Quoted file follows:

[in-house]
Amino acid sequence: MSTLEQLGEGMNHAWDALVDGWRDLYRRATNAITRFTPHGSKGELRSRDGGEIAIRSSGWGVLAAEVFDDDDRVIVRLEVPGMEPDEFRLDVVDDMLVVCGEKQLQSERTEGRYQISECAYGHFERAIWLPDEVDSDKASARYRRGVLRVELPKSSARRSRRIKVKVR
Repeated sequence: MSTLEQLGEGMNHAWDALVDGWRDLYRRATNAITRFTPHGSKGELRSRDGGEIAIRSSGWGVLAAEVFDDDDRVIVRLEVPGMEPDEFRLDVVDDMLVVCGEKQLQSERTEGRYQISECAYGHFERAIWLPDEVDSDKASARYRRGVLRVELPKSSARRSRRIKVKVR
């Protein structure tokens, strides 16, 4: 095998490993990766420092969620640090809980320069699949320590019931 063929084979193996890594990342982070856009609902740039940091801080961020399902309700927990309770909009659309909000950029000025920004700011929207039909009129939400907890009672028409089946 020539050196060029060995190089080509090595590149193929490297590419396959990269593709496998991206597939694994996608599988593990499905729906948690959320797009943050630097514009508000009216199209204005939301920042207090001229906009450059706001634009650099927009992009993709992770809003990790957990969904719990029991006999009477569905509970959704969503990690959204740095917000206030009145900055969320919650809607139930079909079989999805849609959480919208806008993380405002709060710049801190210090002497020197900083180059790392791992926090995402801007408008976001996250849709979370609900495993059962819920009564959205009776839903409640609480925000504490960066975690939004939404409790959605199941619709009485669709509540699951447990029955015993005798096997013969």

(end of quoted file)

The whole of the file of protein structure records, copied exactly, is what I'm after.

[in-house]
Amino acid sequence: MSTLEQLGEGMNHAWDALVDGWRDLYRRATNAITRFTPHGSKGELRSRDGGEIAIRSSGWGVLAAEVFDDDDRVIVRLEVPGMEPDEFRLDVVDDMLVVCGEKQLQSERTEGRYQISECAYGHFERAIWLPDEVDSDKASARYRRGVLRVELPKSSARRSRRIKVKVR
Repeated sequence: MSTLEQLGEGMNHAWDALVDGWRDLYRRATNAITRFTPHGSKGELRSRDGGEIAIRSSGWGVLAAEVFDDDDRVIVRLEVPGMEPDEFRLDVVDDMLVVCGEKQLQSERTEGRYQISECAYGHFERAIWLPDEVDSDKASARYRRGVLRVELPKSSARRSRRIKVKVR
């Protein structure tokens, strides 16, 4: 095998490993990766420092969620640090809980320069699949320590019931 063929084979193996890594990342982070856009609902740039940091801080961020399902309700927990309770909009659309909000950029000025920004700011929207039909009129939400907890009672028409089946 020539050196060029060995190089080509090595590149193929490297590419396959990269593709496998991206597939694994996608599988593990499905729906948690959320797009943050630097514009508000009216199209204005939301920042207090001229906009450059706001634009650099927009992009993709992770809003990790957990969904719990029991006999009477569905509970959704969503990690959204740095917000206030009145900055969320919650809607139930079909079989999805849609959480919208806008993380405002709060710049801190210090002497020197900083180059790392791992926090995402801007408008976001996250849709979370609900495993059962819920009564959205009776839903409640609480925000504490960066975690939004939404409790959605199941619709009485669709509540699951447990029955015993005798096997013969």